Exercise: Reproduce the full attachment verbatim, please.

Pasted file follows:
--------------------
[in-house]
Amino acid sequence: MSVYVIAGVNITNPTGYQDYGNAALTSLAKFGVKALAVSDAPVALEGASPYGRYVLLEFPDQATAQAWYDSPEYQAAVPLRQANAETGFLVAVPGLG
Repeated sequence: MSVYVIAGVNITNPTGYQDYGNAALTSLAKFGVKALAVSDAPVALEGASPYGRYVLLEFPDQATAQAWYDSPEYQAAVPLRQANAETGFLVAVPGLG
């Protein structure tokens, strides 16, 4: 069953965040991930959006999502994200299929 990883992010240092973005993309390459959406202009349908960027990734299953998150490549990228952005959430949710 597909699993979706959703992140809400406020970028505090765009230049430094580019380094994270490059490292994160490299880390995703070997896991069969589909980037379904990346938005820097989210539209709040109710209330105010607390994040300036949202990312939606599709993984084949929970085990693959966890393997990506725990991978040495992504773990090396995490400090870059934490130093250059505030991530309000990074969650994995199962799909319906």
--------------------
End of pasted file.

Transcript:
[in-house]
Amino acid sequence: MSVYVIAGVNITNPTGYQDYGNAALTSLAKFGVKALAVSDAPVALEGASPYGRYVLLEFPDQATAQAWYDSPEYQAAVPLRQANAETGFLVAVPGLG
Repeated sequence: MSVYVIAGVNITNPTGYQDYGNAALTSLAKFGVKALAVSDAPVALEGASPYGRYVLLEFPDQATAQAWYDSPEYQAAVPLRQANAETGFLVAVPGLG
């Protein structure tokens, strides 16, 4: 069953965040991930959006999502994200299929 990883992010240092973005993309390459959406202009349908960027990734299953998150490549990228952005959430949710 597909699993979706959703992140809400406020970028505090765009230049430094580019380094994270490059490292994160490299880390995703070997896991069969589909980037379904990346938005820097989210539209709040109710209330105010607390994040300036949202990312939606599709993984084949929970085990693959966890393997990506725990991978040495992504773990090396995490400090870059934490130093250059505030991530309000990074969650994995199962799909319906």